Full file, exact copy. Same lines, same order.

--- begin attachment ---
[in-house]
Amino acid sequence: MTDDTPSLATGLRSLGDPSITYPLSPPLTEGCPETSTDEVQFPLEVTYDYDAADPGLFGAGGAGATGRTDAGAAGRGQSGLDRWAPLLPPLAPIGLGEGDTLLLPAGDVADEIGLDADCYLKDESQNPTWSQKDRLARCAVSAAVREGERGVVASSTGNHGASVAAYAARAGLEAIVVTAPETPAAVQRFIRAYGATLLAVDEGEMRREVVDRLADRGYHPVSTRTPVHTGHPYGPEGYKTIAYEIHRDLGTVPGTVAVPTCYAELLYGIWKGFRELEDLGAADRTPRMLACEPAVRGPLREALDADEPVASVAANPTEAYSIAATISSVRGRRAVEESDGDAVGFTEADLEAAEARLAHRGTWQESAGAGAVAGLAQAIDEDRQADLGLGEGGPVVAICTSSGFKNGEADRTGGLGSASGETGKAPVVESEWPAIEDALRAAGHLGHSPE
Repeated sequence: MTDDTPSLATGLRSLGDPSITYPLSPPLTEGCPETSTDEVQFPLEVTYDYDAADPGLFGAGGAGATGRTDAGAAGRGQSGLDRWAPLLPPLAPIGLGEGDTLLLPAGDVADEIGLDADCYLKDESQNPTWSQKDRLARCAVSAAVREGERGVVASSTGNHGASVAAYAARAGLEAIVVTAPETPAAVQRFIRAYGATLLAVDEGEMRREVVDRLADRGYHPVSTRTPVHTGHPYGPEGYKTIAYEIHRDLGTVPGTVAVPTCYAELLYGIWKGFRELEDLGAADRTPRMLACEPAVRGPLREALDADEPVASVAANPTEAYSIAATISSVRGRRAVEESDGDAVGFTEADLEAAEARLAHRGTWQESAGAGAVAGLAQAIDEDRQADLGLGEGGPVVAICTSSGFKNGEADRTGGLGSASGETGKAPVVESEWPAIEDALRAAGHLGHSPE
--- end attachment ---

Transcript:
[in-house]
Amino acid sequence: MTDDTPSLATGLRSLGDPSITYPLSPPLTEGCPETSTDEVQFPLEVTYDYDAADPGLFGAGGAGATGRTDAGAAGRGQSGLDRWAPLLPPLAPIGLGEGDTLLLPAGDVADEIGLDADCYLKDESQNPTWSQKDRLARCAVSAAVREGERGVVASSTGNHGASVAAYAARAGLEAIVVTAPETPAAVQRFIRAYGATLLAVDEGEMRREVVDRLADRGYHPVSTRTPVHTGHPYGPEGYKTIAYEIHRDLGTVPGTVAVPTCYAELLYGIWKGFRELEDLGAADRTPRMLACEPAVRGPLREALDADEPVASVAANPTEAYSIAATISSVRGRRAVEESDGDAVGFTEADLEAAEARLAHRGTWQESAGAGAVAGLAQAIDEDRQADLGLGEGGPVVAICTSSGFKNGEADRTGGLGSASGETGKAPVVESEWPAIEDALRAAGHLGHSPE
Repeated sequence: MTDDTPSLATGLRSLGDPSITYPLSPPLTEGCPETSTDEVQFPLEVTYDYDAADPGLFGAGGAGATGRTDAGAAGRGQSGLDRWAPLLPPLAPIGLGEGDTLLLPAGDVADEIGLDADCYLKDESQNPTWSQKDRLARCAVSAAVREGERGVVASSTGNHGASVAAYAARAGLEAIVVTAPETPAAVQRFIRAYGATLLAVDEGEMRREVVDRLADRGYHPVSTRTPVHTGHPYGPEGYKTIAYEIHRDLGTVPGTVAVPTCYAELLYGIWKGFRELEDLGAADRTPRMLACEPAVRGPLREALDADEPVASVAANPTEAYSIAATISSVRGRRAVEESDGDAVGFTEADLEAAEARLAHRGTWQESAGAGAVAGLAQAIDEDRQADLGLGEGGPVVAICTSSGFKNGEADRTGGLGSASGETGKAPVVESEWPAIEDALRAAGHLGHSPE